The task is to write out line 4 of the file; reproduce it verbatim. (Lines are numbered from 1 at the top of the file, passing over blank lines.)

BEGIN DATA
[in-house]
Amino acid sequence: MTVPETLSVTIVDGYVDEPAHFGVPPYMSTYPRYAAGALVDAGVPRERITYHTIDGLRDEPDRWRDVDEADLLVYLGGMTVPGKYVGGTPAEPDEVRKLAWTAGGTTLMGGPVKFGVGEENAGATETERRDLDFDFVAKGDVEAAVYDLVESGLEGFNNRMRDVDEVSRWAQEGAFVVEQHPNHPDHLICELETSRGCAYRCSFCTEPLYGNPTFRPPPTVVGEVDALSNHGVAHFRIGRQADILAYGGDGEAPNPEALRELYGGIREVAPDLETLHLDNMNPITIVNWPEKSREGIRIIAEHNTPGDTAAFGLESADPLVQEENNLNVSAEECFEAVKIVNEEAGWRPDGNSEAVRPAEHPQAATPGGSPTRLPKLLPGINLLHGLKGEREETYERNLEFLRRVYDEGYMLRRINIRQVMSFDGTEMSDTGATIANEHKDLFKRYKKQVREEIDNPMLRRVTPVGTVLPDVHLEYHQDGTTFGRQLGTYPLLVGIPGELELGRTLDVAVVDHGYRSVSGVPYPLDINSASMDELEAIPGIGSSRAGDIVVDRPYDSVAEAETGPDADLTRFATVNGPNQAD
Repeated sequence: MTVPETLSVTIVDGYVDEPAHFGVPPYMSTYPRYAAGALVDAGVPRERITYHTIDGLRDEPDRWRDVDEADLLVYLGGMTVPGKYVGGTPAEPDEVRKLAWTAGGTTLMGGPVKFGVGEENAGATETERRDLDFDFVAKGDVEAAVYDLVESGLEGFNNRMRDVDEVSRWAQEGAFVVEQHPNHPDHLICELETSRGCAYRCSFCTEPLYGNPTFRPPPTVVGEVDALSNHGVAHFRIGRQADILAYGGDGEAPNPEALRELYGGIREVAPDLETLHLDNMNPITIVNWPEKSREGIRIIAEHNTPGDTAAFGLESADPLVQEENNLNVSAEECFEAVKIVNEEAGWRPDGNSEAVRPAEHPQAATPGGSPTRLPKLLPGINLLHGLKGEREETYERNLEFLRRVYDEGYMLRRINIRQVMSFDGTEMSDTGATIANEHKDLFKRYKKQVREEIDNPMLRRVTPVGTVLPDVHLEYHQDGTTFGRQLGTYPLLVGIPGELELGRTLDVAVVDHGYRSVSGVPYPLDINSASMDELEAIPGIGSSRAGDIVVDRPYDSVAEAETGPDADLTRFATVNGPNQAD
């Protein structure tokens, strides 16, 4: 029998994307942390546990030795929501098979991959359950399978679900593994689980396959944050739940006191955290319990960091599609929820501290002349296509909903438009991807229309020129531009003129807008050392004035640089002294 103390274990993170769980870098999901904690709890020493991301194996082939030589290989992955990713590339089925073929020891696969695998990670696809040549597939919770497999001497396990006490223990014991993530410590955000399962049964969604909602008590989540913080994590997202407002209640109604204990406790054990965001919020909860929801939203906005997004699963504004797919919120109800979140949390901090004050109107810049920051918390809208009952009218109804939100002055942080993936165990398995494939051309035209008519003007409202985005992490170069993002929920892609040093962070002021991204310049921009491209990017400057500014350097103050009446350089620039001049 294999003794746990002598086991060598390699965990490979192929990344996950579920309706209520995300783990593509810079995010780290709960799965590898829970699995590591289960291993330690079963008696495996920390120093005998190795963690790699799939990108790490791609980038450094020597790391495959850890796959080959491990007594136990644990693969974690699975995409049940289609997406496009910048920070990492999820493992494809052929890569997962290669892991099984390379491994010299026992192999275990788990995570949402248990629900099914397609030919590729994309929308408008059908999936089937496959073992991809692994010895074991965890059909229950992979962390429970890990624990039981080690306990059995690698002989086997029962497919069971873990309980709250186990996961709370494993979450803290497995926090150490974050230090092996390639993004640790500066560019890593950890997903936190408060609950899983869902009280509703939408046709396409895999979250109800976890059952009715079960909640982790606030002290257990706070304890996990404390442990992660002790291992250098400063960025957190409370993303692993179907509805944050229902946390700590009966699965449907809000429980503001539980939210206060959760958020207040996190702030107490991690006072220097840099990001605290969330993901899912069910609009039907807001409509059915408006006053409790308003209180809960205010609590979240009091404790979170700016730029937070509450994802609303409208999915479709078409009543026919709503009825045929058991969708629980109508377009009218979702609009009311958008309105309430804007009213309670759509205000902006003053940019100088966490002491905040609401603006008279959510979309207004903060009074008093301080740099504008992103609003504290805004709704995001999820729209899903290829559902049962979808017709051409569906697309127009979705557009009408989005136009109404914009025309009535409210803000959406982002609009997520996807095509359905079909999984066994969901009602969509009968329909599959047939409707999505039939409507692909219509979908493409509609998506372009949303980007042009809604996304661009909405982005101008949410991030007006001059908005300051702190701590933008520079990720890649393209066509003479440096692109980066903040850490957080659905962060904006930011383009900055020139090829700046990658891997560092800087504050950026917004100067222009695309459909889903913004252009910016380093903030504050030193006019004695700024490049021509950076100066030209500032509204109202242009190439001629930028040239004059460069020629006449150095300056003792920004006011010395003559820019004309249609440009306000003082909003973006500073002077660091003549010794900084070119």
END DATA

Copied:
């Protein structure tokens, strides 16, 4: 029998994307942390546990030795929501098979991959359950399978679900593994689980396959944050739940006191955290319990960091599609929820501290002349296509909903438009991807229309020129531009003129807008050392004035640089002294 103390274990993170769980870098999901904690709890020493991301194996082939030589290989992955990713590339089925073929020891696969695998990670696809040549597939919770497999001497396990006490223990014991993530410590955000399962049964969604909602008590989540913080994590997202407002209640109604204990406790054990965001919020909860929801939203906005997004699963504004797919919120109800979140949390901090004050109107810049920051918390809208009952009218109804939100002055942080993936165990398995494939051309035209008519003007409202985005992490170069993002929920892609040093962070002021991204310049921009491209990017400057500014350097103050009446350089620039001049 294999003794746990002598086991060598390699965990490979192929990344996950579920309706209520995300783990593509810079995010780290709960799965590898829970699995590591289960291993330690079963008696495996920390120093005998190795963690790699799939990108790490791609980038450094020597790391495959850890796959080959491990007594136990644990693969974690699975995409049940289609997406496009910048920070990492999820493992494809052929890569997962290669892991099984390379491994010299026992192999275990788990995570949402248990629900099914397609030919590729994309929308408008059908999936089937496959073992991809692994010895074991965890059909229950992979962390429970890990624990039981080690306990059995690698002989086997029962497919069971873990309980709250186990996961709370494993979450803290497995926090150490974050230090092996390639993004640790500066560019890593950890997903936190408060609950899983869902009280509703939408046709396409895999979250109800976890059952009715079960909640982790606030002290257990706070304890996990404390442990992660002790291992250098400063960025957190409370993303692993179907509805944050229902946390700590009966699965449907809000429980503001539980939210206060959760958020207040996190702030107490991690006072220097840099990001605290969330993901899912069910609009039907807001409509059915408006006053409790308003209180809960205010609590979240009091404790979170700016730029937070509450994802609303409208999915479709078409009543026919709503009825045929058991969708629980109508377009009218979702609009009311958008309105309430804007009213309670759509205000902006003053940019100088966490002491905040609401603006008279959510979309207004903060009074008093301080740099504008992103609003504290805004709704995001999820729209899903290829559902049962979808017709051409569906697309127009979705557009009408989005136009109404914009025309009535409210803000959406982002609009997520996807095509359905079909999984066994969901009602969509009968329909599959047939409707999505039939409507692909219509979908493409509609998506372009949303980007042009809604996304661009909405982005101008949410991030007006001059908005300051702190701590933008520079990720890649393209066509003479440096692109980066903040850490957080659905962060904006930011383009900055020139090829700046990658891997560092800087504050950026917004100067222009695309459909889903913004252009910016380093903030504050030193006019004695700024490049021509950076100066030209500032509204109202242009190439001629930028040239004059460069020629006449150095300056003792920004006011010395003559820019004309249609440009306000003082909003973006500073002077660091003549010794900084070119």